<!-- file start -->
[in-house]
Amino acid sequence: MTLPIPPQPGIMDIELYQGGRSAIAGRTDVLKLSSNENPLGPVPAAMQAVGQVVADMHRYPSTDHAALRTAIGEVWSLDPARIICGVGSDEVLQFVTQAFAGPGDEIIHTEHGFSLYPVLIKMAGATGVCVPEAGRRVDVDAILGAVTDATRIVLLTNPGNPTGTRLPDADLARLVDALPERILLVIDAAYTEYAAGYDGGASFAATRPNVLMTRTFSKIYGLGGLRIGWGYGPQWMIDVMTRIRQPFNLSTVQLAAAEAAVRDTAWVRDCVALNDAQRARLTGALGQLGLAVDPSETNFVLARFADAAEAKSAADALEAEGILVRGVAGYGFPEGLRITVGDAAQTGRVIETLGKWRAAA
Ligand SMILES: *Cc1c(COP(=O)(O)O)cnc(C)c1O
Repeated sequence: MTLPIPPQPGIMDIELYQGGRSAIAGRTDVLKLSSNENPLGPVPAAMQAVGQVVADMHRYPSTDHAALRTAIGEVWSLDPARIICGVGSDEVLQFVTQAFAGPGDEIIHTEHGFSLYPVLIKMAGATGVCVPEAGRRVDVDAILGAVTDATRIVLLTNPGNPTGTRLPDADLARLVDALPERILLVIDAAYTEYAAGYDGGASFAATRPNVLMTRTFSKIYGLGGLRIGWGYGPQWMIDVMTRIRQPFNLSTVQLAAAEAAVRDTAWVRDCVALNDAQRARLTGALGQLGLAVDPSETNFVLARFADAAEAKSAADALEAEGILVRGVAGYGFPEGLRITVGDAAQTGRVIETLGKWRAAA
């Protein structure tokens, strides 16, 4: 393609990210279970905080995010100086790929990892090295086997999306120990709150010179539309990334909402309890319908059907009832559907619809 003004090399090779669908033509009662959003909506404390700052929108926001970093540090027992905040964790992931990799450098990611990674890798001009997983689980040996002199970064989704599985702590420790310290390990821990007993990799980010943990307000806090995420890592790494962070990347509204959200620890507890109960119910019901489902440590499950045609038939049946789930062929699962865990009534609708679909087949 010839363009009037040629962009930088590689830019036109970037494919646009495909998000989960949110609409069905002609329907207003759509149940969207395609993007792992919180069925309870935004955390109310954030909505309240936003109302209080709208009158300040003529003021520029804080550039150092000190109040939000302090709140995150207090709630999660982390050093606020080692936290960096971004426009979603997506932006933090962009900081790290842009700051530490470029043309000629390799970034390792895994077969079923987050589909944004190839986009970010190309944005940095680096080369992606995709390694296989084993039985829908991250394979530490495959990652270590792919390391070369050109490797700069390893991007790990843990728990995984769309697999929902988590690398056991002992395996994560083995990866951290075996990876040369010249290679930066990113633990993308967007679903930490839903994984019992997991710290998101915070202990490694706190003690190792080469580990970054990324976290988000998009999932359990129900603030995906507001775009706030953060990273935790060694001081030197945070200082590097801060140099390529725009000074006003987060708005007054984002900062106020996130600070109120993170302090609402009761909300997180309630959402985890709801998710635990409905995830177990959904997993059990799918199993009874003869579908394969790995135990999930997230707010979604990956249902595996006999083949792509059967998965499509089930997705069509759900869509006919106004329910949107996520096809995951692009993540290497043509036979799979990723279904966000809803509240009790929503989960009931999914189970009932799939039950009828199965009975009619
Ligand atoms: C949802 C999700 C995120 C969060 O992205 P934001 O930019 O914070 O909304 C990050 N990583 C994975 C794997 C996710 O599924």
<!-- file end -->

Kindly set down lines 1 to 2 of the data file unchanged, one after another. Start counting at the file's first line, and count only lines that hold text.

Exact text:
[in-house]
Amino acid sequence: MTLPIPPQPGIMDIELYQGGRSAIAGRTDVLKLSSNENPLGPVPAAMQAVGQVVADMHRYPSTDHAALRTAIGEVWSLDPARIICGVGSDEVLQFVTQAFAGPGDEIIHTEHGFSLYPVLIKMAGATGVCVPEAGRRVDVDAILGAVTDATRIVLLTNPGNPTGTRLPDADLARLVDALPERILLVIDAAYTEYAAGYDGGASFAATRPNVLMTRTFSKIYGLGGLRIGWGYGPQWMIDVMTRIRQPFNLSTVQLAAAEAAVRDTAWVRDCVALNDAQRARLTGALGQLGLAVDPSETNFVLARFADAAEAKSAADALEAEGILVRGVAGYGFPEGLRITVGDAAQTGRVIETLGKWRAAA